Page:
Meanwhile, elective surgery is mainly recommended to patients who are not scheduled for liver transplantation and with certainly severe splenomegaly and hypersplenism requiring splenectomy [16]. Actually, there is no need to perform a portal hypertension surgery (shunting or nonshunting surgery) aiming at only preventing or treating variceal bleeding nowadays. Based on the requirement of splenectomy, reports stated that surgeons tend to choose their favorite portal hypertension surgery as optimal procedures mainly based on patient’s conditions and operator’s skill [19]. Nonshunting surgery is certainly easier in technique than shunting surgery. Currently, hepatitis B virus is the most common cause of portal hypertension and liver cirrhosis in China and further accompanies hypersplenism commonly; thus splenectomy combined with nonshunting surgery is the most popular choice [11, 20].

Current study retrospectively compared two kinds of nonshunting surgery named modified Hassab’s and Sugiura operation focused on bleeding, mortality, and morbidity outcomes for elective patients. The average operation time was longer in the Sugiura group than that in Hassab’s group. However, our data showed that bleeding related outcome measurements are equivalent between them, although there seemed to be a trend without statistical significance of a higher incidence of no deadly variceal bleeding after Hassab’s procedure than Sugiura procedure. Modified Sugiura procedure considering existence of patent perforating veins and periesophageal collaterals is the main reason of esophageal variceal recurrence and rebleeding [21, 22]; thus additional esophageal transection and anastomosis are performed in order to achieve a relative more thorough devascularization. Also, modified Sugiura procedure is relatively complex and may suffer high injury stress than Hassab’s procedure. Although a higher incidence of anastomotic stricture occurred in the Sugiura group, no statistical difference was found in all of the no variceal bleeding related mortality and morbidity. Compared with other studies [19, 20], the mortality in our study was lower; it may be because our study excluded emergency patients due to variceal bleeding. In this study, treatment of hypersplenism is the primary purpose and concern, and prevention of the first or recurrent variceal bleeding is additionally performed. About 13% of patients in Hassab’s group and 16% of patients in Sugiura group did not have a history of bleeding, and nearly all the patients did not have an average level of platelet within normal limits. Besides, our patients seemed to have a higher proportion of A and B patients under Child-Pugh classification.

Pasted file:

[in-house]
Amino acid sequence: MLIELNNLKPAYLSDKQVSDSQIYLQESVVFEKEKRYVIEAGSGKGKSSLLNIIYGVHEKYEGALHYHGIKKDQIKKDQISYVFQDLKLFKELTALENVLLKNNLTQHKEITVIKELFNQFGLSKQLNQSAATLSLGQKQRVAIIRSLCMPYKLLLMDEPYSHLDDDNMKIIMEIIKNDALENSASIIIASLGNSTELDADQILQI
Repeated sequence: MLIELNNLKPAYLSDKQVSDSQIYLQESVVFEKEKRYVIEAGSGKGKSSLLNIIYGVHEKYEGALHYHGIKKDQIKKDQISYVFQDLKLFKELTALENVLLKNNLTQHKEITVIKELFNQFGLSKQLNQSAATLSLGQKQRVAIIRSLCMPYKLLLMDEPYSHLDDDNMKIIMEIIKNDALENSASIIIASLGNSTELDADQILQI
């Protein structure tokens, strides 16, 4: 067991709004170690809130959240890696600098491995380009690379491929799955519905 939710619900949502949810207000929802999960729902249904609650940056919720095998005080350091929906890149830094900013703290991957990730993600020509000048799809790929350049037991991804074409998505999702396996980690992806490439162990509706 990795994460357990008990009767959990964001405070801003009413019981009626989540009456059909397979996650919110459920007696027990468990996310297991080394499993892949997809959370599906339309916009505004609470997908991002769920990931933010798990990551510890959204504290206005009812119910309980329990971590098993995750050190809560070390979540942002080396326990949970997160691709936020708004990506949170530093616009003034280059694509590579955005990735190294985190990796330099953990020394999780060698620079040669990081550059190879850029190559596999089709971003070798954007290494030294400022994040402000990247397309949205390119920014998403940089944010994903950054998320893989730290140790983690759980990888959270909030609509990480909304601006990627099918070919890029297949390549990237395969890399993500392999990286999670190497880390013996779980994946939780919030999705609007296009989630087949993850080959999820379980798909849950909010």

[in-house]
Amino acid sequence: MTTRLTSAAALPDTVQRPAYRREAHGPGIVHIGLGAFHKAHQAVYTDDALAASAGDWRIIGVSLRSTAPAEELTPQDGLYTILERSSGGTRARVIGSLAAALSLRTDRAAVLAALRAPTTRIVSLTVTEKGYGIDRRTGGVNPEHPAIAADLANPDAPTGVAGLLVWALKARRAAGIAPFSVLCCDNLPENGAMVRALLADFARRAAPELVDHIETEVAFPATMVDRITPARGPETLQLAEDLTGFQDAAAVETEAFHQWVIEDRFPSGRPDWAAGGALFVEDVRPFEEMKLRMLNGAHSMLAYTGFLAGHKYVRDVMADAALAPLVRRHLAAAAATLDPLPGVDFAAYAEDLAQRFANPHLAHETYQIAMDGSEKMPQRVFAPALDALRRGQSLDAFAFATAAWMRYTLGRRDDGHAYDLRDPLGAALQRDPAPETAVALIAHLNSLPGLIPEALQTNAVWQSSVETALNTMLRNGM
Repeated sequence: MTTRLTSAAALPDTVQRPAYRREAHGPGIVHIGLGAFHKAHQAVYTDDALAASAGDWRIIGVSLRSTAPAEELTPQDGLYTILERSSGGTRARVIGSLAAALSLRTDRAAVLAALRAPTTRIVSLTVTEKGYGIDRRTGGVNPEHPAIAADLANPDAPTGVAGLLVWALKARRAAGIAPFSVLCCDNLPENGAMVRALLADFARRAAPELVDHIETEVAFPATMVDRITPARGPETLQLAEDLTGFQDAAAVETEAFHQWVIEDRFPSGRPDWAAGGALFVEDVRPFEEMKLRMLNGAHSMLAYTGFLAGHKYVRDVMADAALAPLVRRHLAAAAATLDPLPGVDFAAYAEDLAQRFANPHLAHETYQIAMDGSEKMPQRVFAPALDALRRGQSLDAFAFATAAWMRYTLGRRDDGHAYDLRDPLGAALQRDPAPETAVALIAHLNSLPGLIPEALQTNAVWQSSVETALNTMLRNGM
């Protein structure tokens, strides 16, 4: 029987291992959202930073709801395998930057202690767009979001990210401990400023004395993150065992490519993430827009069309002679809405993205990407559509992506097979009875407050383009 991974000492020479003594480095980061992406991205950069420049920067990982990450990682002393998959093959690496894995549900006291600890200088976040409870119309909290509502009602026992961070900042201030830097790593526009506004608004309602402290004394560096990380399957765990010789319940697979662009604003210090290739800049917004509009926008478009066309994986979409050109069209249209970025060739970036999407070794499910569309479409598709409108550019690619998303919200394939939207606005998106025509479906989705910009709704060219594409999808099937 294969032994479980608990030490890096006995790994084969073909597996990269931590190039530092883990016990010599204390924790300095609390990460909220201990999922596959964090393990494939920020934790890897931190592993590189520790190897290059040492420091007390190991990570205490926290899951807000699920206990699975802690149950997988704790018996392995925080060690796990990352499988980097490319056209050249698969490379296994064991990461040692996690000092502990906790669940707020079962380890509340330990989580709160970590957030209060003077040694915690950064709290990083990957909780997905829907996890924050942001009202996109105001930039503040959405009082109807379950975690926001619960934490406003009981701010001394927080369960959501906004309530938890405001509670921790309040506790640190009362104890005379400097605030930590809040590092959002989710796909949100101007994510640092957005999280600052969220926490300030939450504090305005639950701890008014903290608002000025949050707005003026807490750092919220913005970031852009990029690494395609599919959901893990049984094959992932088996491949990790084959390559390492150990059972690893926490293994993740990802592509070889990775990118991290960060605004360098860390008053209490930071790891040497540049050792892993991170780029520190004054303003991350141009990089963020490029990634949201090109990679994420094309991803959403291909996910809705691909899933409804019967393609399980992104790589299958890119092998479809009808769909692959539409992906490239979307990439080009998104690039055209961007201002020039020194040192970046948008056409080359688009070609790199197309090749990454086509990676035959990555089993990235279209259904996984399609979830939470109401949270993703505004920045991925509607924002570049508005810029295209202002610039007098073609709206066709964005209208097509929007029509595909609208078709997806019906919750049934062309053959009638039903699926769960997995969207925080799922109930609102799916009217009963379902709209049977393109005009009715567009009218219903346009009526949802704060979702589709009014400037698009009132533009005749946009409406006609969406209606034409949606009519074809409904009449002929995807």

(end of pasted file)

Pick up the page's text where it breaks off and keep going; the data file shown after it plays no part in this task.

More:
4.1. Implications